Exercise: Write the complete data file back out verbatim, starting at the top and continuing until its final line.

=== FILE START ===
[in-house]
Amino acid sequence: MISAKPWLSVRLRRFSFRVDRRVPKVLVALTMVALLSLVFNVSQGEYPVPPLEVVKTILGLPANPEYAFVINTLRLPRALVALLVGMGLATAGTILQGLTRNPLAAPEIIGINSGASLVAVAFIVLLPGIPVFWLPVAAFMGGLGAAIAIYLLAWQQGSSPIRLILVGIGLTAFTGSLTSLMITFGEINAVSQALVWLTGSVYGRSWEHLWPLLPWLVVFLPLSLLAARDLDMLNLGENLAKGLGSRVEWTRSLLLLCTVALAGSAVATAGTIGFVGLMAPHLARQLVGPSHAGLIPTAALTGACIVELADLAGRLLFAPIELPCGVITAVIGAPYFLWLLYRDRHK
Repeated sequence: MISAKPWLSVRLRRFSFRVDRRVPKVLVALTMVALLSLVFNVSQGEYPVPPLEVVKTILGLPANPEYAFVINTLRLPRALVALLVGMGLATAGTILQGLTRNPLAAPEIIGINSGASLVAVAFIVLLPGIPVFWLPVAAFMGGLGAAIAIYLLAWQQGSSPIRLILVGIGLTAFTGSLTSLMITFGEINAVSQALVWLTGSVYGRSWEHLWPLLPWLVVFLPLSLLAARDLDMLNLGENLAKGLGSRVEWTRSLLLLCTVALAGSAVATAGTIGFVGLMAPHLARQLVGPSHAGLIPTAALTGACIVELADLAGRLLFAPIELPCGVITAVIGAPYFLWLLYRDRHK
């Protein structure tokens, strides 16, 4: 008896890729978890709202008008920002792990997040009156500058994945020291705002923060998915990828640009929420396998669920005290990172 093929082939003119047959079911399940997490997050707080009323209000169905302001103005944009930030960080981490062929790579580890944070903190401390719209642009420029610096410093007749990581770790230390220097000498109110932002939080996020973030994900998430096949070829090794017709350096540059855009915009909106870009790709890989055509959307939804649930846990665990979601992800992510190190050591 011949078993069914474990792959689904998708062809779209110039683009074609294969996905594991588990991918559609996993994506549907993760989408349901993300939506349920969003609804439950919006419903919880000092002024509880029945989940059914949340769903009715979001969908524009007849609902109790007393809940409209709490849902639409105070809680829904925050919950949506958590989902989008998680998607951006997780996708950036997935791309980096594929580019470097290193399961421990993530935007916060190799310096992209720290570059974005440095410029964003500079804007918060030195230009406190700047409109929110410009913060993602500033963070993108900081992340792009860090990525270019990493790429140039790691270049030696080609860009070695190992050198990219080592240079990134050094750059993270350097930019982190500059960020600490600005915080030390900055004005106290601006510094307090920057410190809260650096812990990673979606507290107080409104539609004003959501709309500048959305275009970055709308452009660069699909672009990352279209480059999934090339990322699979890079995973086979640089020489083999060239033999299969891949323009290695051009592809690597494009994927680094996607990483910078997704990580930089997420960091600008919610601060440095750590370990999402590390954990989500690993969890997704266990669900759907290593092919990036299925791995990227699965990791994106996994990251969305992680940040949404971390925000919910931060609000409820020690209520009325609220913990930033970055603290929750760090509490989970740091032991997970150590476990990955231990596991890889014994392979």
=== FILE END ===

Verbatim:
[in-house]
Amino acid sequence: MISAKPWLSVRLRRFSFRVDRRVPKVLVALTMVALLSLVFNVSQGEYPVPPLEVVKTILGLPANPEYAFVINTLRLPRALVALLVGMGLATAGTILQGLTRNPLAAPEIIGINSGASLVAVAFIVLLPGIPVFWLPVAAFMGGLGAAIAIYLLAWQQGSSPIRLILVGIGLTAFTGSLTSLMITFGEINAVSQALVWLTGSVYGRSWEHLWPLLPWLVVFLPLSLLAARDLDMLNLGENLAKGLGSRVEWTRSLLLLCTVALAGSAVATAGTIGFVGLMAPHLARQLVGPSHAGLIPTAALTGACIVELADLAGRLLFAPIELPCGVITAVIGAPYFLWLLYRDRHK
Repeated sequence: MISAKPWLSVRLRRFSFRVDRRVPKVLVALTMVALLSLVFNVSQGEYPVPPLEVVKTILGLPANPEYAFVINTLRLPRALVALLVGMGLATAGTILQGLTRNPLAAPEIIGINSGASLVAVAFIVLLPGIPVFWLPVAAFMGGLGAAIAIYLLAWQQGSSPIRLILVGIGLTAFTGSLTSLMITFGEINAVSQALVWLTGSVYGRSWEHLWPLLPWLVVFLPLSLLAARDLDMLNLGENLAKGLGSRVEWTRSLLLLCTVALAGSAVATAGTIGFVGLMAPHLARQLVGPSHAGLIPTAALTGACIVELADLAGRLLFAPIELPCGVITAVIGAPYFLWLLYRDRHK
């Protein structure tokens, strides 16, 4: 008896890729978890709202008008920002792990997040009156500058994945020291705002923060998915990828640009929420396998669920005290990172 093929082939003119047959079911399940997490997050707080009323209000169905302001103005944009930030960080981490062929790579580890944070903190401390719209642009420029610096410093007749990581770790230390220097000498109110932002939080996020973030994900998430096949070829090794017709350096540059855009915009909106870009790709890989055509959307939804649930846990665990979601992800992510190190050591 011949078993069914474990792959689904998708062809779209110039683009074609294969996905594991588990991918559609996993994506549907993760989408349901993300939506349920969003609804439950919006419903919880000092002024509880029945989940059914949340769903009715979001969908524009007849609902109790007393809940409209709490849902639409105070809680829904925050919950949506958590989902989008998680998607951006997780996708950036997935791309980096594929580019470097290193399961421990993530935007916060190799310096992209720290570059974005440095410029964003500079804007918060030195230009406190700047409109929110410009913060993602500033963070993108900081992340792009860090990525270019990493790429140039790691270049030696080609860009070695190992050198990219080592240079990134050094750059993270350097930019982190500059960020600490600005915080030390900055004005106290601006510094307090920057410190809260650096812990990673979606507290107080409104539609004003959501709309500048959305275009970055709308452009660069699909672009990352279209480059999934090339990322699979890079995973086979640089020489083999060239033999299969891949323009290695051009592809690597494009994927680094996607990483910078997704990580930089997420960091600008919610601060440095750590370990999402590390954990989500690993969890997704266990669900759907290593092919990036299925791995990227699965990791994106996994990251969305992680940040949404971390925000919910931060609000409820020690209520009325609220913990930033970055603290929750760090509490989970740091032991997970150590476990990955231990596991890889014994392979």